Sweezy, whose career was stalled after two lost, injured years with Tampa Bay through 2017, would seem to be less expensive than Fluker to re-sign.

If the Seahawks can’t re-sign Sweezy or Fluker, or both, a possible contingency option became available Friday. The Detroit Lions released former Pro Bowl guard T.J. Lang two years after he chose his hometown Lions over Seattle in free agency.

Schneider was Green Bay’s director of football operations in 2009 when the Packers drafted Lang in the fourth round, nine months before Schneider became the Seahawks’ GM.

Lang sustained the sixth documented concussion of his career last season, then consulted multiple doctors to answer whether playing more was a smart idea. He told the Detroit Free Press in October that “most of them said yeah. And that gave me a lot of comfort...”

Coleman has been one of the Seahawks’ most consistent performers playing about two-thirds of the defensive snaps the last two seasons. His skill defending passes and covering receivers in this pass-happy league could command more than $5 million per year, which again may be too expensive for Seattle to keep.

If Coleman departs, don’t expect the Seahawks to make a big splash on a cornerback—not that this free-agent market is big with cornerbacks. It’s not. Carroll and Schneider remain scarred by the $7 million they wasted on free-agent cornerback Cary Williams in 2015, whom they had signed that spring from Philadelphia.

He lasted half a season. They paid $7 million for 10 games from him.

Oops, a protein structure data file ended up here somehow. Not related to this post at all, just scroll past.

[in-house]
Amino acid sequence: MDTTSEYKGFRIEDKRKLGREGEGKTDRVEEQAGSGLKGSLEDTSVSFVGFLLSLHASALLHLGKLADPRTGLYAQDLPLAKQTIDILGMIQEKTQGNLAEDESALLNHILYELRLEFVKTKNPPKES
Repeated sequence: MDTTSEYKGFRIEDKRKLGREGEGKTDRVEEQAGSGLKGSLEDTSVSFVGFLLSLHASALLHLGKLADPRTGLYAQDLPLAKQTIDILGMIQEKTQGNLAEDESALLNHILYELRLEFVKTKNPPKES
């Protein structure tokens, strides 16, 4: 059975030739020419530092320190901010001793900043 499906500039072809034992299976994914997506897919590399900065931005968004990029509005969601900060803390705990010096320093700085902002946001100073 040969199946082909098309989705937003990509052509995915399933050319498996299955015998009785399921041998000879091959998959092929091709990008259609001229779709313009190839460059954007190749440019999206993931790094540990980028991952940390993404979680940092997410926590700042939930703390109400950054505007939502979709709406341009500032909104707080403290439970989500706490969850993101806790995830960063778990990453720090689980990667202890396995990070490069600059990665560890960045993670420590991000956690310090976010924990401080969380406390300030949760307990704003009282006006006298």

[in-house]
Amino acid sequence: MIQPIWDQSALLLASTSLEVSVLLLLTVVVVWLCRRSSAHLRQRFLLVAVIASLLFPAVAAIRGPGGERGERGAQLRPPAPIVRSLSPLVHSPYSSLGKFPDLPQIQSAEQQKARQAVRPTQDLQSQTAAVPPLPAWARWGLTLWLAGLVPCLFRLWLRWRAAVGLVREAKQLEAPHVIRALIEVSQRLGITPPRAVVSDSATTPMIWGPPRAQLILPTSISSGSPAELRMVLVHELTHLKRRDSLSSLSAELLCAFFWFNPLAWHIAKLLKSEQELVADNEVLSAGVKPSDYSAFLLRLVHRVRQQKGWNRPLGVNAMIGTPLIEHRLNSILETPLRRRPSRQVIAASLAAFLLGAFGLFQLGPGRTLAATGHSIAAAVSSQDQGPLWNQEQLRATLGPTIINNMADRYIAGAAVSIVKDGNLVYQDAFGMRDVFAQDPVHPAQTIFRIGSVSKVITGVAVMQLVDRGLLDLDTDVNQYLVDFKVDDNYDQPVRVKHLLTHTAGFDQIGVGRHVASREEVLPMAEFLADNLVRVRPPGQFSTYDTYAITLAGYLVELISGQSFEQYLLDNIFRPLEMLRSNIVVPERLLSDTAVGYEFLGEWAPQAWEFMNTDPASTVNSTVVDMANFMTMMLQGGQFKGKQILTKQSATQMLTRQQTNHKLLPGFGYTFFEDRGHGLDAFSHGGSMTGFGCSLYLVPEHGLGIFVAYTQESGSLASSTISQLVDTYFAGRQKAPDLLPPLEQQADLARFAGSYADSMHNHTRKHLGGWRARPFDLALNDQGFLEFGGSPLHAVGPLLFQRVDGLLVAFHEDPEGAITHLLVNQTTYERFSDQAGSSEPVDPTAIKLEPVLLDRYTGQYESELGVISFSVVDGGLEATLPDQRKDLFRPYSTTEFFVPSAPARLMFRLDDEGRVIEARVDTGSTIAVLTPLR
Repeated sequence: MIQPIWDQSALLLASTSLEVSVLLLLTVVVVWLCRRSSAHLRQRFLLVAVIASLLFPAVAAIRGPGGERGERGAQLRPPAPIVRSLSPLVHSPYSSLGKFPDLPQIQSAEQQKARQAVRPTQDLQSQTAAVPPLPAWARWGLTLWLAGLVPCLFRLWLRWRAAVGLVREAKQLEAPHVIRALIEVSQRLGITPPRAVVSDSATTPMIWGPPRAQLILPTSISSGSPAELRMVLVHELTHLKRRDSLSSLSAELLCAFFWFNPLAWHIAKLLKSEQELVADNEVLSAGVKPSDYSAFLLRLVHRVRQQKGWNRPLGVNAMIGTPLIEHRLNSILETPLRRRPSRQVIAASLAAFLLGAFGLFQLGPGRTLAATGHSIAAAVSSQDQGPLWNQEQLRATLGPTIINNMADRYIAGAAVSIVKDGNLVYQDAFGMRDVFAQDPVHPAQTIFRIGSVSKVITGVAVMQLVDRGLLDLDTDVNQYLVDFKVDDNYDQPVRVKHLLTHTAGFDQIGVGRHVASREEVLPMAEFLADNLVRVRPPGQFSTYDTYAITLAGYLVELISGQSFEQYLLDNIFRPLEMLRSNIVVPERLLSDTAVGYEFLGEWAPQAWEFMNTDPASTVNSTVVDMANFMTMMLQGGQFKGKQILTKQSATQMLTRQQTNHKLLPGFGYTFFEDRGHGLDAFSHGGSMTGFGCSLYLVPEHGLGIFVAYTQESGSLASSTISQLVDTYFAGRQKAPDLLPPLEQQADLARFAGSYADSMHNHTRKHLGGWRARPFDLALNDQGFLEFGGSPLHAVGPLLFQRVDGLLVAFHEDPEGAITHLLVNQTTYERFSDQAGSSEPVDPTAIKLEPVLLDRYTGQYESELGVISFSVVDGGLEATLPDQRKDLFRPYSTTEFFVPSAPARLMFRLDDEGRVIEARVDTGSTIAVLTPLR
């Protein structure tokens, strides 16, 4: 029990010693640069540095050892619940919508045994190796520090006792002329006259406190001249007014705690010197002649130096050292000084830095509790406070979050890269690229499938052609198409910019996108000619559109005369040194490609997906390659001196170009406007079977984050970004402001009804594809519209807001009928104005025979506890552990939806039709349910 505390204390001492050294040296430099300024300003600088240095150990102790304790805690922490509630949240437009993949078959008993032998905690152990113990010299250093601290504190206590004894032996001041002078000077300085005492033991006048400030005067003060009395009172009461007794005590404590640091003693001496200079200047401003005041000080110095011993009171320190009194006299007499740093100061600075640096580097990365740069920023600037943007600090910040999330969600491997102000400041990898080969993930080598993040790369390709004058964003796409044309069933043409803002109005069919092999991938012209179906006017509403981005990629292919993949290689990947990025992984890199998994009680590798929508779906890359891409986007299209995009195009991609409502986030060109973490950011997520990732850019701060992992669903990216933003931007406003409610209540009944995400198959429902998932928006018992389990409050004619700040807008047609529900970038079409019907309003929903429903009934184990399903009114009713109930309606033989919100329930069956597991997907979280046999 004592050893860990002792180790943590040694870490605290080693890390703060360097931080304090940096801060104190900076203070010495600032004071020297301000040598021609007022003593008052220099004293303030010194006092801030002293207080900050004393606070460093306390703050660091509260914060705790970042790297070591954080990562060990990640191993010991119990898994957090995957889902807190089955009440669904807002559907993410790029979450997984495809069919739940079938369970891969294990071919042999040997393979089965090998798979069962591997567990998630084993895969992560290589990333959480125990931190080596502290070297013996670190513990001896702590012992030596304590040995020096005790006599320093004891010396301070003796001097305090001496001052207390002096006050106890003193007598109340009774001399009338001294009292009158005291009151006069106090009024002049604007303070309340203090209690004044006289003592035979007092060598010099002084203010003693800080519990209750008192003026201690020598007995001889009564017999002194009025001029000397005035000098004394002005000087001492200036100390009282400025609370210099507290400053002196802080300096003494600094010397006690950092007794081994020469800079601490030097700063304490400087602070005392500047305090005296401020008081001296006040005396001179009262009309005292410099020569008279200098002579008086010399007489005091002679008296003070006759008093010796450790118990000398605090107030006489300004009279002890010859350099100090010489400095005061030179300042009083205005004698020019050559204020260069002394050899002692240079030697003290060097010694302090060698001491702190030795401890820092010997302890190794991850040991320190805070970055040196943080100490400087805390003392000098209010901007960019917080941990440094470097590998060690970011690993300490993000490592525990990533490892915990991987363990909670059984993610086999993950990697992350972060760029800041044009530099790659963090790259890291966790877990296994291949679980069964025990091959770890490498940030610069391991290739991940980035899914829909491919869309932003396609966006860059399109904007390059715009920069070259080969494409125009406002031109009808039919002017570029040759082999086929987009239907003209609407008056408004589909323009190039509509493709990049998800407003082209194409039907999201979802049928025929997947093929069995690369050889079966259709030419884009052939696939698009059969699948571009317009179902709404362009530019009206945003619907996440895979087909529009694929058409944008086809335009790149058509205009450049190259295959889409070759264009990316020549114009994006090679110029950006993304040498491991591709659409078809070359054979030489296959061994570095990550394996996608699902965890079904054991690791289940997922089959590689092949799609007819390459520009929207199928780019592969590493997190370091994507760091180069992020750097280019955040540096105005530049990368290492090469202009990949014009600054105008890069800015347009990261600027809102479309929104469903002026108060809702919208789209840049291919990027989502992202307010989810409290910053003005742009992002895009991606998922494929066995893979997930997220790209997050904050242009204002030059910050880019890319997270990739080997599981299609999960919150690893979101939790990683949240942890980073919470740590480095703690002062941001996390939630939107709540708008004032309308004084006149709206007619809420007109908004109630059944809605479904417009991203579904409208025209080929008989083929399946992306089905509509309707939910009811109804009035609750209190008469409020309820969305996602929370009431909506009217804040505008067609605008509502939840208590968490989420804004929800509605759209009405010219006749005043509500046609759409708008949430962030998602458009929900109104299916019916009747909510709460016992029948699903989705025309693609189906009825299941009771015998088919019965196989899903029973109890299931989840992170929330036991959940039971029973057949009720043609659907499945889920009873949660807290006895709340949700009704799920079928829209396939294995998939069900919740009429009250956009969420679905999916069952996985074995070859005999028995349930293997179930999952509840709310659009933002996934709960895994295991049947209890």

Williams failed to learn Carroll’s unique step-kick technique the veteran coach demands his corners play against receivers at the line of scrimmage. Seattle released Williams in December of that first season, two weeks after he was starting for them.

Seattle would rather grow their own cornerbacks in Carroll’s technique early in their pro careers, rather than importing a free agent that has learned other NFL systems first.

One seemingly low-cost free agent who may intrigue Seattle: Pierre Desir. That’s because Carroll and the Seahawks had Desir, from November 2016 until they waived him among their final preseason cuts in Sept. 2017. He signed with the Colts off waivers, and was starting for them by that November.

Outside linebacker Anthony Barr could intrest Seattle. The departing Minnesota Viking is only 26 years old. He’s been the strongside linebacker in Minnesota’s 4-3 defense, the same scheme Seattle uses in its base defense. Barr is a four-time Pro Bowl selection, so he may be in the first wave and expensive.

The Seahawks need defensive tackles who can stop the run; they allowed 4.9 yards per rush last season, perhaps the most galling of all their defensive numbers. Danny Shelton from Auburn High School and the University of Washington is a former first-round pick by Cleveland who is available. And he is likely to be relatively inexpensive while still just 25.

Seattle’s kicking situation remains unsettled. It does not appear Sebastian Janikowski will return after his one-year contract ended. Matt Bryant has been a Pro Bowl and Super Bowl kicker for Atlanta and is available. But he’s 43, two years older than Janikowski, who showed his age at the end of last season.

There will be others.

Just don’t get too disappointed if they aren’t among the league’s frenzied signings in the first day or two of free agency.

“We’ve got a lot of work to do,” Carroll said.

Gregg Bell is the Seahawks and NFL writer for The News Tribune. In January 2019 he was named the Washington state sportswriter of the year by the National Sports Media Association. He started covering the NFL in 2002 as the Oakland Raiders beat writer for The Sacramento Bee. The Ohio native began covering the Seahawks in their first Super Bowl season of 2005. In a prior life he graduated from West Point and served as a tactical intelligence officer in the U.S. Army, so he may ask you to drop and give him 10.